“Muirwood: The Lost Abbey #1” by Jeff Wheeler, Matthew Sturges, Dave Justus, Alex Sheikman, Lizzy John
Release Date: August 26th, 2015
Genre: YA, Fantasy, Adventure, Fiction, Graphic Novel
Page Length: 32 pages (ARC electronic edition)
Told in graphic novel form, Muirwood: The Lost Abbey introduces an all-new chapter in Jeff Wheeler’s Muirwood universe.
Maia, the daughter of the king of Comoros, has been banished, her rank and station taken away. Although magic is forbidden of women in her world, Maia secretly learned…and now her desperate father has sent her on a dangerous quest to save their kingdom. Protected by a hired killer, Maia voyages to another realm—the cursed shores of Dahomey, where an ancient Blight has destroyed all the inhabitants. Maia believes she can restore the deadly lands by using her magic medallion, but if she’s discovered wielding her clandestine power, she will most certainly be hunted down and killed.
From renowned fantasy writers Jeff Wheeler, Matt Sturges (Jack of Fables, House of Mystery), and Dave Justus (Fables: The Wolf Among Us), featuring stunning art by Alex Sheikman (Dark Crystal: Creation Myths) and Lizzy John (Dark Crystal: Creation Myths). Covers by Inaki Miranda (Fairest). (description from Netgalley)
I have never read the Muirwood novels previously, but I felt that any reader coming into this story would have no trouble following the plot since it’s a graphic novel adaption. From the very beginning of the story, it felt like the book was telling me “Let’s go on an adventure!”. There’s a forgotten princess, men in knight’s armor, and the landscape is set in a far away place. Basically this book had no trouble grabbing my attention.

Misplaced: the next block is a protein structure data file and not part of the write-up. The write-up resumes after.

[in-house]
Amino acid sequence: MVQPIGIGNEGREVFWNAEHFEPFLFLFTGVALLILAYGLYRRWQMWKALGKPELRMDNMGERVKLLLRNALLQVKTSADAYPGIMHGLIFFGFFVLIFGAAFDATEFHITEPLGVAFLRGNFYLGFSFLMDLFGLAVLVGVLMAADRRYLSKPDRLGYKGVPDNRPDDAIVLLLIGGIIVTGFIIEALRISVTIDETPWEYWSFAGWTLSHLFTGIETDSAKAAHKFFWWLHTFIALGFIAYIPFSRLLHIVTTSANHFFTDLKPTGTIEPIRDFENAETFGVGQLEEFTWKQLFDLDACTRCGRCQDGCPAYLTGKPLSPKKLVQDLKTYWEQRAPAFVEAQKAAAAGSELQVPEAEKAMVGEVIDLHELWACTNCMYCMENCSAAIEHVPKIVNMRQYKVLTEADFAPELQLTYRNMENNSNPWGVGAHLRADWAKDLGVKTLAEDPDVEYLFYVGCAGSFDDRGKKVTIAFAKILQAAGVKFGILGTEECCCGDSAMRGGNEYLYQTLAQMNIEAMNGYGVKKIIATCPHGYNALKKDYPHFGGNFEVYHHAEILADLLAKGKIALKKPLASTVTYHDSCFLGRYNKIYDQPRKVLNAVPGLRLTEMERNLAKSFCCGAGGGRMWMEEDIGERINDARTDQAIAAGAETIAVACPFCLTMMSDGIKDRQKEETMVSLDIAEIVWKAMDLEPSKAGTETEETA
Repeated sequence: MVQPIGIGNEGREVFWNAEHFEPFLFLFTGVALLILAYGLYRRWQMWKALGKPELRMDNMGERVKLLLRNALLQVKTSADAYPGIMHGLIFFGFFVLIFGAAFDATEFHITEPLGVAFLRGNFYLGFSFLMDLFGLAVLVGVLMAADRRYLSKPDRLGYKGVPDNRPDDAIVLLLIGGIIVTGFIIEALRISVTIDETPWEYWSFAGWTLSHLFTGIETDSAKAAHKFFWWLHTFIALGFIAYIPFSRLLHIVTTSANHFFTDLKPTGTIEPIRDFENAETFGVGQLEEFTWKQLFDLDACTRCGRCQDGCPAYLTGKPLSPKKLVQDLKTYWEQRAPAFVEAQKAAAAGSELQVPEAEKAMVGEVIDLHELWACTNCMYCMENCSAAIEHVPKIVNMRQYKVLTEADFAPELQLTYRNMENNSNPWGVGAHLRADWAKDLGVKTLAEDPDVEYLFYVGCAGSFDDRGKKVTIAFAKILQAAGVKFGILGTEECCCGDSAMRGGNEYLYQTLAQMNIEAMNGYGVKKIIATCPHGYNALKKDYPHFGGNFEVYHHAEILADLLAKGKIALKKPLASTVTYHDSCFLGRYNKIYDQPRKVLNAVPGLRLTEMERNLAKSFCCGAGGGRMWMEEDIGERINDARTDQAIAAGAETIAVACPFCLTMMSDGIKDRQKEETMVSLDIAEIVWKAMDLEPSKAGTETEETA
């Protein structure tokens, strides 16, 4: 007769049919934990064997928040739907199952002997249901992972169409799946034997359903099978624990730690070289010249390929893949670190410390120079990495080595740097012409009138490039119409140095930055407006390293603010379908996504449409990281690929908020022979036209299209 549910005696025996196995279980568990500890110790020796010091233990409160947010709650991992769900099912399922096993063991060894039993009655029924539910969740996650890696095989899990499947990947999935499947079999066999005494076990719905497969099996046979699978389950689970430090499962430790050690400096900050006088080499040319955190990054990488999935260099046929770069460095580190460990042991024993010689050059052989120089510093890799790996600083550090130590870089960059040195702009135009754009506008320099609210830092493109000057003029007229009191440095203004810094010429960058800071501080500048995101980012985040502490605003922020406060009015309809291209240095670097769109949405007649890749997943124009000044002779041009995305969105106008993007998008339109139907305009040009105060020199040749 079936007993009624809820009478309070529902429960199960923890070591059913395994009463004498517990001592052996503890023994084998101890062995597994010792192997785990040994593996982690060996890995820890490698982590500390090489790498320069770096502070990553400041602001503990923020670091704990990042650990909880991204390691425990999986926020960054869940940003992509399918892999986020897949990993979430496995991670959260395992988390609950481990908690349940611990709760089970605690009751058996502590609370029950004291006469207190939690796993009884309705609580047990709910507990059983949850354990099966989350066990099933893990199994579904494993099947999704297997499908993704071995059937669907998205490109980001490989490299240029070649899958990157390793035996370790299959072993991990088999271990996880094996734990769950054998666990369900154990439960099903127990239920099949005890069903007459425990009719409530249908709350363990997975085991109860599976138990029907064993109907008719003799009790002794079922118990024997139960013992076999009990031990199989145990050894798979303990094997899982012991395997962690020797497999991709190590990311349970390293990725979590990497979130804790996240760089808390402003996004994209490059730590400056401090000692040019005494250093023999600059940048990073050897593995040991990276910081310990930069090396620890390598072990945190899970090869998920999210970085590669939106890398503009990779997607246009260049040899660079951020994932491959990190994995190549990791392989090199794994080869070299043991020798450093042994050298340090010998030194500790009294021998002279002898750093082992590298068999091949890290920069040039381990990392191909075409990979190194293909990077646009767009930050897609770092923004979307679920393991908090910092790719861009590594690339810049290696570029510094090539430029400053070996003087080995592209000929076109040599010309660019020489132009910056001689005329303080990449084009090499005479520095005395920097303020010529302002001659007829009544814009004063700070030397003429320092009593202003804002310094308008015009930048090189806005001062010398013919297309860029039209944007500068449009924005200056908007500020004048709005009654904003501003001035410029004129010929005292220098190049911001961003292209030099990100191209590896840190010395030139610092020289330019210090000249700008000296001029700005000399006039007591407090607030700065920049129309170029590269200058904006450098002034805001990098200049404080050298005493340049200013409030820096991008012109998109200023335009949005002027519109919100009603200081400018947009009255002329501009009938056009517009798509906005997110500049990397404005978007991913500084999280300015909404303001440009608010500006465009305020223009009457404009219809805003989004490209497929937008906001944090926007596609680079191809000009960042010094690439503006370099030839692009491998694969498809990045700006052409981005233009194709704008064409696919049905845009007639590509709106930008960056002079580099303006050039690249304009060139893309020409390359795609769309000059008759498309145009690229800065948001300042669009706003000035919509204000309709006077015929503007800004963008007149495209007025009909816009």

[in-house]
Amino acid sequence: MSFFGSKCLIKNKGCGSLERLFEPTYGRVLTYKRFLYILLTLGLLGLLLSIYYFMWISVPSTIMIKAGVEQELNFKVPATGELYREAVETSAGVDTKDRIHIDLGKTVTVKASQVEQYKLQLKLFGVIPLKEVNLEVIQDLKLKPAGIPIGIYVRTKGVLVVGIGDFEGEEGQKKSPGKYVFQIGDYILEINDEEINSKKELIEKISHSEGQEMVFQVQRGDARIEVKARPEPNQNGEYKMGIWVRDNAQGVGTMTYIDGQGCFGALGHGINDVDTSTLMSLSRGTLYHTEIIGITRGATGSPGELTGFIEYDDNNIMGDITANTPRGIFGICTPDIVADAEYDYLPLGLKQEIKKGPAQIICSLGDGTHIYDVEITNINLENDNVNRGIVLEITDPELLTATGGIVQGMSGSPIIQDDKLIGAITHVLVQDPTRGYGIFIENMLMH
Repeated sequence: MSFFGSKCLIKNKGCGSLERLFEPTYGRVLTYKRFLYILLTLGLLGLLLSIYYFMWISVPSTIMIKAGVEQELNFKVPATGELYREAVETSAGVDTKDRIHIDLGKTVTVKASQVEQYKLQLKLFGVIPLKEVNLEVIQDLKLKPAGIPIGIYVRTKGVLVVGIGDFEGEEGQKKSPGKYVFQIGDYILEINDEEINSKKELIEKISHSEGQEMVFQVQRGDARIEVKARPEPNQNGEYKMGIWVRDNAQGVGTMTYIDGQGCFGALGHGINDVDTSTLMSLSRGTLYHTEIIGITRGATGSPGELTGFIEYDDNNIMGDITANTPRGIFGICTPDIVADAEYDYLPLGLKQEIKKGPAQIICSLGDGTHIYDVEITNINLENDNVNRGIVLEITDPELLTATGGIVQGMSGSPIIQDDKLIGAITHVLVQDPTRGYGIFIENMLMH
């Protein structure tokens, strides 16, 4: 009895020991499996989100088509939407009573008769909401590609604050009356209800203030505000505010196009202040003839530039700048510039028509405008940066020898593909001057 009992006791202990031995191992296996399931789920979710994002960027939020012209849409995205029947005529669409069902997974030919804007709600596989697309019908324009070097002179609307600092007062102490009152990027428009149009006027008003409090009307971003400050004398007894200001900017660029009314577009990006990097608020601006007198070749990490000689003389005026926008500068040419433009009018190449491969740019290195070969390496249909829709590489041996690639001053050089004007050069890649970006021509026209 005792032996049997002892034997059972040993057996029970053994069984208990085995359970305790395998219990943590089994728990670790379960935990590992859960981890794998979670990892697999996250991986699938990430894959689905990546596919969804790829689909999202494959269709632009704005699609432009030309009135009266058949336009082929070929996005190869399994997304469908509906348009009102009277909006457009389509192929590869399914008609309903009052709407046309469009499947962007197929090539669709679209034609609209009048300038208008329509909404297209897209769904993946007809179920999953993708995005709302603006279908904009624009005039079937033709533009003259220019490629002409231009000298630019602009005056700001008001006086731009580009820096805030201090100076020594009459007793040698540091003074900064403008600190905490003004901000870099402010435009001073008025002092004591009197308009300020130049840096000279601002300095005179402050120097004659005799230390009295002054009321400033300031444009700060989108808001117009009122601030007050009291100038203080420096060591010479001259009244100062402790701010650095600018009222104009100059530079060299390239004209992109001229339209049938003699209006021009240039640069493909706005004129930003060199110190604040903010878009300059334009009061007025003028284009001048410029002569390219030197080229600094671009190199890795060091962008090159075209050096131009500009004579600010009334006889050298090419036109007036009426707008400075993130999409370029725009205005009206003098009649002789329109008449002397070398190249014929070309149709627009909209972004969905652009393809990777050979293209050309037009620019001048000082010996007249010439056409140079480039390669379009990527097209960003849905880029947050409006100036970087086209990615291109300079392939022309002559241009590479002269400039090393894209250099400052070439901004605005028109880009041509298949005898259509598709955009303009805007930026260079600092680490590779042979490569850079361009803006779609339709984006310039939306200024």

The art is beautifully drawn and there is intense detail to characters and landscapes. And in addition the colors are vibrant and give life to the story. Everything is also appropriately drawn for the “medieval-like” time period it’s set in.
However, the biggest downfall to the first volume of Muirwood is that I wished there was more character dialogue and interaction rather than all the heavy narration. I understood it’s purpose was there to help set the story up for readers (like me) who are new to the story, but there was still too much.
I do like the protagonist, Maia, so far. Though she has been stripped of her title she doesn’t dwell on it or let it consume her. She seems very strong, regal, opinionated, and wants to fights for justice in her kingdom.
Overall, the first volume sets up Maia’s quest and ends right before the adventure really begins.
Even though there was too much narration I was still intrigued by the story and will be continuing to read this series.
FTC Disclaimer: This book was received from Netgalley in exchange for a fair and honest review.